|Garment in pieces|
Garment in pieces: Block before or after seaming?
You've been working on this epic sweater. For months you have been stitching away and dreaming of the day it will be finally finished so you can wear to your knit night to show of your beautiful stitches and hard work.
|Photo by Interweave Knits|
So, you've put so much time into knitting (and crocheting) your sweater, of course the finishing needs to look beautiful as well. What is your process for finishing your hand-knit (crochet) sweater worked in pieces?
The questions I see a lot is, when I am knitting a sweater in pieces (this can be applied to any garment or accessory, knit or crochet in pieces):
- should I block the pieces first, then assemble OR
- seam the pieces, then block the finished object.
The Pro answer is to: block each piece to measurement, assemble, and block the whole finished object again.
Why block first before assemble?
- It's so much easier to seam with flat edges rather than ends that are curling and misshaped. Before blocking, edging tend to be wonky and unruly. Blocking the piece will help to smooth out the curling.
- You will have a good idea if the garment will fit before seaming the pieces together. You can compare the measurement of each piece to the schematic to ensure.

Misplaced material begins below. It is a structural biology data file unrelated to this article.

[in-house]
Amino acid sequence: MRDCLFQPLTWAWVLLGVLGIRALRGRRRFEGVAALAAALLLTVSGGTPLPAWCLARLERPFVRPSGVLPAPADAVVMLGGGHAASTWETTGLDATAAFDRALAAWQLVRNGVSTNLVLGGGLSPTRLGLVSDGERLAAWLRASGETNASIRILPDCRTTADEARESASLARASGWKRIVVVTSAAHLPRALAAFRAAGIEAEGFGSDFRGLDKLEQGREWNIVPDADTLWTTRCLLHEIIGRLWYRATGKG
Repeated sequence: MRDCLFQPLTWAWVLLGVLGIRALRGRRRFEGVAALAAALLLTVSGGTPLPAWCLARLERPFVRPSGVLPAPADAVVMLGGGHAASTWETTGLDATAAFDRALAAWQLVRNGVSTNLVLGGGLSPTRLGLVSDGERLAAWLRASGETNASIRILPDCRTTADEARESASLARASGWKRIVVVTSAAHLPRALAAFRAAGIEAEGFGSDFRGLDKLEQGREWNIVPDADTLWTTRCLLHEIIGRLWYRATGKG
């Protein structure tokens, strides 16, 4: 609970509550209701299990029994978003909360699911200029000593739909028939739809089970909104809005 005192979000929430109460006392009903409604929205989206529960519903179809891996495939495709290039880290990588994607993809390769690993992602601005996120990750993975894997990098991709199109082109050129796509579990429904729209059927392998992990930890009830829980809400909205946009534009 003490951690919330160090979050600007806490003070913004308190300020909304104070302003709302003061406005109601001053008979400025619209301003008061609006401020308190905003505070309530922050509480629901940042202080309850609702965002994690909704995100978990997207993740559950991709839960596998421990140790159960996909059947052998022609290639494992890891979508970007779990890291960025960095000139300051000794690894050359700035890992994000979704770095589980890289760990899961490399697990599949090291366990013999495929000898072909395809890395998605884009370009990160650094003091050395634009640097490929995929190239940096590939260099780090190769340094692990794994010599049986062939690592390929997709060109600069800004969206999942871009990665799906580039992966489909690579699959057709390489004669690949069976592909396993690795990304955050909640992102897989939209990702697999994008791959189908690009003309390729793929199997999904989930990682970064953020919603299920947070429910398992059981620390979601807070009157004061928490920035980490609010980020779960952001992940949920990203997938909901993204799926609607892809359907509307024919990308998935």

- You will be able to identify and correct mistakes early. You will be able to fix problems, re-work a piece if needed before assembly.
- You will find out if your swatch lies. Was your gauge spot on or way off? You will want to find out now before you go to try on the sweater.
Before going through all the trouble of seaming up, adding button band, and weaving in ends to find out the sweater grew exponentially in the wash. If you find out now, you can fix the mistake(s) now easily.
|Begonia Lace Racerback|
If you are knitting (or crocheting) a sweater in pieces, get done with all the pieces, seam it, add the button bands, and finishing, try it on and it doesn't fit, what are the chances you will unpick the finishing, un-seam the pieces, and rip back to fix the mistake? Chances are, you're just gonna stick it in a drawer or toss it in the back of your closet and forget it.
You've just wasted months of work and a ton of money worth of yarn. And worst, your knitting confidence is shaken by an ill-fitting project.
Pro Tip: Even though I am a strong advocate for blocking each piece before seaming, if you are getting a result in your finishing process that you like, keep doing it!
So, have I convinced you to block each piece before seaming? Leave a comment and tell me your process for finishing your garments and accessories worked in pieces.
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